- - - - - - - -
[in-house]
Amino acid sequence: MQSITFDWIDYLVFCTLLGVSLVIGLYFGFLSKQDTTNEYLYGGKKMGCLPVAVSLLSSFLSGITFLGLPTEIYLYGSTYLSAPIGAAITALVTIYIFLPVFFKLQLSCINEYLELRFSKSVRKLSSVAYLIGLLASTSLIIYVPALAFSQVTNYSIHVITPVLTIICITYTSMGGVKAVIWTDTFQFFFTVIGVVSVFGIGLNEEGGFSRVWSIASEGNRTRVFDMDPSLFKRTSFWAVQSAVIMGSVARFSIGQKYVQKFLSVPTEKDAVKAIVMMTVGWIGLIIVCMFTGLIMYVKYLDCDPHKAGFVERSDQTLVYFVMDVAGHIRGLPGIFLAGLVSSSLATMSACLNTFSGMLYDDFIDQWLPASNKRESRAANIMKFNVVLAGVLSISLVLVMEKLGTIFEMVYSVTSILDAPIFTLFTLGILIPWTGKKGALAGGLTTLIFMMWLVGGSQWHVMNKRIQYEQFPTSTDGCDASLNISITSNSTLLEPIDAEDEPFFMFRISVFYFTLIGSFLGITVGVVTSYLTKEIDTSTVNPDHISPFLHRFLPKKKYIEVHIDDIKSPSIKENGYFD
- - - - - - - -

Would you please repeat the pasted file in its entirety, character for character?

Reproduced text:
[in-house]
Amino acid sequence: MQSITFDWIDYLVFCTLLGVSLVIGLYFGFLSKQDTTNEYLYGGKKMGCLPVAVSLLSSFLSGITFLGLPTEIYLYGSTYLSAPIGAAITALVTIYIFLPVFFKLQLSCINEYLELRFSKSVRKLSSVAYLIGLLASTSLIIYVPALAFSQVTNYSIHVITPVLTIICITYTSMGGVKAVIWTDTFQFFFTVIGVVSVFGIGLNEEGGFSRVWSIASEGNRTRVFDMDPSLFKRTSFWAVQSAVIMGSVARFSIGQKYVQKFLSVPTEKDAVKAIVMMTVGWIGLIIVCMFTGLIMYVKYLDCDPHKAGFVERSDQTLVYFVMDVAGHIRGLPGIFLAGLVSSSLATMSACLNTFSGMLYDDFIDQWLPASNKRESRAANIMKFNVVLAGVLSISLVLVMEKLGTIFEMVYSVTSILDAPIFTLFTLGILIPWTGKKGALAGGLTTLIFMMWLVGGSQWHVMNKRIQYEQFPTSTDGCDASLNISITSNSTLLEPIDAEDEPFFMFRISVFYFTLIGSFLGITVGVVTSYLTKEIDTSTVNPDHISPFLHRFLPKKKYIEVHIDDIKSPSIKENGYFD